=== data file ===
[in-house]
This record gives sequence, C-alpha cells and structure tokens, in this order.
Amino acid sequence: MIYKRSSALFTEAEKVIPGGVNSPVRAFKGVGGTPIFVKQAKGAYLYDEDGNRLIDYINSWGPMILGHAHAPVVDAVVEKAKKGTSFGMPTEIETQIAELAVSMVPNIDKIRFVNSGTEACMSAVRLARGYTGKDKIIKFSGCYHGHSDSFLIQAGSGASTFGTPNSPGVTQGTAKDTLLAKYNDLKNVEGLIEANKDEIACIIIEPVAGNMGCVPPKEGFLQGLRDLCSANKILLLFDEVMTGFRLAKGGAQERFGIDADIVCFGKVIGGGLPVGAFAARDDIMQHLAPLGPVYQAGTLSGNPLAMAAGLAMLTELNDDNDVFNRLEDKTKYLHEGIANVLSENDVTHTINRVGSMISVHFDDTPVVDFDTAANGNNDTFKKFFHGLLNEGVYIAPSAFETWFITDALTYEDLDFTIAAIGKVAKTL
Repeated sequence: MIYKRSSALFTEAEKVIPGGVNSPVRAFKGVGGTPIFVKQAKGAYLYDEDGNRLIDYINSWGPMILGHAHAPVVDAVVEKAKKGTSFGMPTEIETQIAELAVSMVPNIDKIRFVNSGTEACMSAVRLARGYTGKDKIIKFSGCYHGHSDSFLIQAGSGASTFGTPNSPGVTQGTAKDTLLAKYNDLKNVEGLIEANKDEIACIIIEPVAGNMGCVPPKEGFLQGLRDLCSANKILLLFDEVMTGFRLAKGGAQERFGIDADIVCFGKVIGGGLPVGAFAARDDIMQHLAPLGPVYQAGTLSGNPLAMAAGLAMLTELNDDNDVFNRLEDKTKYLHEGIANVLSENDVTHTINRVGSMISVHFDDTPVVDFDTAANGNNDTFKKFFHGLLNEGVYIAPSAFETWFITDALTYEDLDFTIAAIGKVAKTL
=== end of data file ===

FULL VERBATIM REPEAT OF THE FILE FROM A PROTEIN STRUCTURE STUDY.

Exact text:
[in-house]
This record gives sequence, C-alpha cells and structure tokens, in this order.
Amino acid sequence: MIYKRSSALFTEAEKVIPGGVNSPVRAFKGVGGTPIFVKQAKGAYLYDEDGNRLIDYINSWGPMILGHAHAPVVDAVVEKAKKGTSFGMPTEIETQIAELAVSMVPNIDKIRFVNSGTEACMSAVRLARGYTGKDKIIKFSGCYHGHSDSFLIQAGSGASTFGTPNSPGVTQGTAKDTLLAKYNDLKNVEGLIEANKDEIACIIIEPVAGNMGCVPPKEGFLQGLRDLCSANKILLLFDEVMTGFRLAKGGAQERFGIDADIVCFGKVIGGGLPVGAFAARDDIMQHLAPLGPVYQAGTLSGNPLAMAAGLAMLTELNDDNDVFNRLEDKTKYLHEGIANVLSENDVTHTINRVGSMISVHFDDTPVVDFDTAANGNNDTFKKFFHGLLNEGVYIAPSAFETWFITDALTYEDLDFTIAAIGKVAKTL
Repeated sequence: MIYKRSSALFTEAEKVIPGGVNSPVRAFKGVGGTPIFVKQAKGAYLYDEDGNRLIDYINSWGPMILGHAHAPVVDAVVEKAKKGTSFGMPTEIETQIAELAVSMVPNIDKIRFVNSGTEACMSAVRLARGYTGKDKIIKFSGCYHGHSDSFLIQAGSGASTFGTPNSPGVTQGTAKDTLLAKYNDLKNVEGLIEANKDEIACIIIEPVAGNMGCVPPKEGFLQGLRDLCSANKILLLFDEVMTGFRLAKGGAQERFGIDADIVCFGKVIGGGLPVGAFAARDDIMQHLAPLGPVYQAGTLSGNPLAMAAGLAMLTELNDDNDVFNRLEDKTKYLHEGIANVLSENDVTHTINRVGSMISVHFDDTPVVDFDTAANGNNDTFKKFFHGLLNEGVYIAPSAFETWFITDALTYEDLDFTIAAIGKVAKTL